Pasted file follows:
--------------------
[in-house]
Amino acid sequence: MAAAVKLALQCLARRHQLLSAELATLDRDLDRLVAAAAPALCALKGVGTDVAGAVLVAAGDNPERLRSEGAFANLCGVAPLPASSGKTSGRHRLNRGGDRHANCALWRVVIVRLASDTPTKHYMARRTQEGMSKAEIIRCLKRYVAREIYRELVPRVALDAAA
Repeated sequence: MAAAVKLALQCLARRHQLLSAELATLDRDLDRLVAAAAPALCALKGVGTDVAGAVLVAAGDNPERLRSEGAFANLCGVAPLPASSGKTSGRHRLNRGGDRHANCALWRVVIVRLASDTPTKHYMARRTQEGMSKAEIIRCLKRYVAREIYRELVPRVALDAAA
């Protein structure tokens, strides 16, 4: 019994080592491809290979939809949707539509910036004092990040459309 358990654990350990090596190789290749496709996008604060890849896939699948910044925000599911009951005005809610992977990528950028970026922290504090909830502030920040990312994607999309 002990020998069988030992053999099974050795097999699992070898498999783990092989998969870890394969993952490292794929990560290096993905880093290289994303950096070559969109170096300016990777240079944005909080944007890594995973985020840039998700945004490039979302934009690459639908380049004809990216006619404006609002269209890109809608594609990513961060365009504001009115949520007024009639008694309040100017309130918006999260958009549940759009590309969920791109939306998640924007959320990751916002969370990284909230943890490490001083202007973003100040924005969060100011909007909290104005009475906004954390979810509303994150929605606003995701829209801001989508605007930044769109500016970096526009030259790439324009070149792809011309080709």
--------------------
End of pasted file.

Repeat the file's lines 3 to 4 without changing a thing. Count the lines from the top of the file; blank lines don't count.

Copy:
Repeated sequence: MAAAVKLALQCLARRHQLLSAELATLDRDLDRLVAAAAPALCALKGVGTDVAGAVLVAAGDNPERLRSEGAFANLCGVAPLPASSGKTSGRHRLNRGGDRHANCALWRVVIVRLASDTPTKHYMARRTQEGMSKAEIIRCLKRYVAREIYRELVPRVALDAAA
């Protein structure tokens, strides 16, 4: 019994080592491809290979939809949707539509910036004092990040459309 358990654990350990090596190789290749496709996008604060890849896939699948910044925000599911009951005005809610992977990528950028970026922290504090909830502030920040990312994607999309 002990020998069988030992053999099974050795097999699992070898498999783990092989998969870890394969993952490292794929990560290096993905880093290289994303950096070559969109170096300016990777240079944005909080944007890594995973985020840039998700945004490039979302934009690459639908380049004809990216006619404006609002269209890109809608594609990513961060365009504001009115949520007024009639008694309040100017309130918006999260958009549940759009590309969920791109939306998640924007959320990751916002969370990284909230943890490490001083202007973003100040924005969060100011909007909290104005009475906004954390979810509303994150929605606003995701829209801001989508605007930044769109500016970096526009030259790439324009070149792809011309080709």